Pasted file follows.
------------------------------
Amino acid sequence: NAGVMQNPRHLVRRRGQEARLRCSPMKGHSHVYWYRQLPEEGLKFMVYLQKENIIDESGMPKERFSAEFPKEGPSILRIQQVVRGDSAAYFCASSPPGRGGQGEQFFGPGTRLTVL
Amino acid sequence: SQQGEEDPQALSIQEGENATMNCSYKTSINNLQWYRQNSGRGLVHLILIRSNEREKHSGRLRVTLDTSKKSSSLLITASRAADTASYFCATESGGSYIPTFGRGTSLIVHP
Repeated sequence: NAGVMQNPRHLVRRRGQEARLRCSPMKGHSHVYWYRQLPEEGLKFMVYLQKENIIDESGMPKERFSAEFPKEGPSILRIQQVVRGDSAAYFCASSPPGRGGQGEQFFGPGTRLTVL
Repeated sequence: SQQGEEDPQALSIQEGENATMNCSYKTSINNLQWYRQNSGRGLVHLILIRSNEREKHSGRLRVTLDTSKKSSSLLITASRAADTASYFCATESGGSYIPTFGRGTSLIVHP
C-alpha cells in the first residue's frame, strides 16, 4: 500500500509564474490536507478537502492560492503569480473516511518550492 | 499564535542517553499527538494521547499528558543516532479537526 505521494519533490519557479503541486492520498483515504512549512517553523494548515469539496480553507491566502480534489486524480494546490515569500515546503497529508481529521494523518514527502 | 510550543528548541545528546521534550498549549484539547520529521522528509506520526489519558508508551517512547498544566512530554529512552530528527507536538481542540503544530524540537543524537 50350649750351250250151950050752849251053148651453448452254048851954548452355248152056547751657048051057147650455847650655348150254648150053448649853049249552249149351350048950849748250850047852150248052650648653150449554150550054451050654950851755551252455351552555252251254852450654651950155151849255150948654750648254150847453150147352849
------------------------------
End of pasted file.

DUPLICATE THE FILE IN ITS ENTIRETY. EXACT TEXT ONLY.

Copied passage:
Amino acid sequence: NAGVMQNPRHLVRRRGQEARLRCSPMKGHSHVYWYRQLPEEGLKFMVYLQKENIIDESGMPKERFSAEFPKEGPSILRIQQVVRGDSAAYFCASSPPGRGGQGEQFFGPGTRLTVL
Amino acid sequence: SQQGEEDPQALSIQEGENATMNCSYKTSINNLQWYRQNSGRGLVHLILIRSNEREKHSGRLRVTLDTSKKSSSLLITASRAADTASYFCATESGGSYIPTFGRGTSLIVHP
Repeated sequence: NAGVMQNPRHLVRRRGQEARLRCSPMKGHSHVYWYRQLPEEGLKFMVYLQKENIIDESGMPKERFSAEFPKEGPSILRIQQVVRGDSAAYFCASSPPGRGGQGEQFFGPGTRLTVL
Repeated sequence: SQQGEEDPQALSIQEGENATMNCSYKTSINNLQWYRQNSGRGLVHLILIRSNEREKHSGRLRVTLDTSKKSSSLLITASRAADTASYFCATESGGSYIPTFGRGTSLIVHP
C-alpha cells in the first residue's frame, strides 16, 4: 500500500509564474490536507478537502492560492503569480473516511518550492 | 499564535542517553499527538494521547499528558543516532479537526 505521494519533490519557479503541486492520498483515504512549512517553523494548515469539496480553507491566502480534489486524480494546490515569500515546503497529508481529521494523518514527502 | 510550543528548541545528546521534550498549549484539547520529521522528509506520526489519558508508551517512547498544566512530554529512552530528527507536538481542540503544530524540537543524537 50350649750351250250151950050752849251053148651453448452254048851954548452355248152056547751657048051057147650455847650655348150254648150053448649853049249552249149351350048950849748250850047852150248052650648653150449554150550054451050654950851755551252455351552555252251254852450654651950155151849255150948654750648254150847453150147352849